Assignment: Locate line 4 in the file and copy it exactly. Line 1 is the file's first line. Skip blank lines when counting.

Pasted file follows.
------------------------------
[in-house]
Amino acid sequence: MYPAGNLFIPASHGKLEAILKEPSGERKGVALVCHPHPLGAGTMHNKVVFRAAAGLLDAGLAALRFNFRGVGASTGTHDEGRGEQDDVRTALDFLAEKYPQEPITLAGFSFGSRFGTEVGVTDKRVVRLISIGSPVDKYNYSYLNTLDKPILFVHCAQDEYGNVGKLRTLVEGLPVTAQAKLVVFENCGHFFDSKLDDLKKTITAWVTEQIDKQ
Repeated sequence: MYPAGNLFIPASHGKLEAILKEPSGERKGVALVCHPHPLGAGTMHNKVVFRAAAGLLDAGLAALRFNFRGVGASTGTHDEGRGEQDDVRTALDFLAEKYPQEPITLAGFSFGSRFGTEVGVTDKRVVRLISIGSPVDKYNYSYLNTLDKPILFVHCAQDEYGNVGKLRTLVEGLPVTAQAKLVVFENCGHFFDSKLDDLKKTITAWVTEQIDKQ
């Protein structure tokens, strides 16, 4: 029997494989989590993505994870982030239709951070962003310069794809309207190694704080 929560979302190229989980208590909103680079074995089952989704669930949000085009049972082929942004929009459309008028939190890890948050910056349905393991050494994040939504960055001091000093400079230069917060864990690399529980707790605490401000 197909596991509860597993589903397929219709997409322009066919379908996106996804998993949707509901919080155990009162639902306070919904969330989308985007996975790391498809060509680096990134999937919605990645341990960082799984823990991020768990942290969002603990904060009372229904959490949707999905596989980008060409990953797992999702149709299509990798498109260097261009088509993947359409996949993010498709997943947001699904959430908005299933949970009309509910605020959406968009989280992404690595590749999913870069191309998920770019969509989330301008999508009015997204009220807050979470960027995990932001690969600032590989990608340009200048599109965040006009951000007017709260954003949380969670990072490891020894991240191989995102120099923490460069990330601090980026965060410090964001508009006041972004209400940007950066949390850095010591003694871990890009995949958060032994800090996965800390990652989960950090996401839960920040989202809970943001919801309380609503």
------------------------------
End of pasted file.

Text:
């Protein structure tokens, strides 16, 4: 029997494989989590993505994870982030239709951070962003310069794809309207190694704080 929560979302190229989980208590909103680079074995089952989704669930949000085009049972082929942004929009459309008028939190890890948050910056349905393991050494994040939504960055001091000093400079230069917060864990690399529980707790605490401000 197909596991509860597993589903397929219709997409322009066919379908996106996804998993949707509901919080155990009162639902306070919904969330989308985007996975790391498809060509680096990134999937919605990645341990960082799984823990991020768990942290969002603990904060009372229904959490949707999905596989980008060409990953797992999702149709299509990798498109260097261009088509993947359409996949993010498709997943947001699904959430908005299933949970009309509910605020959406968009989280992404690595590749999913870069191309998920770019969509989330301008999508009015997204009220807050979470960027995990932001690969600032590989990608340009200048599109965040006009951000007017709260954003949380969670990072490891020894991240191989995102120099923490460069990330601090980026965060410090964001508009006041972004209400940007950066949390850095010591003694871990890009995949958060032994800090996965800390990652989960950090996401839960920040989202809970943001919801309380609503």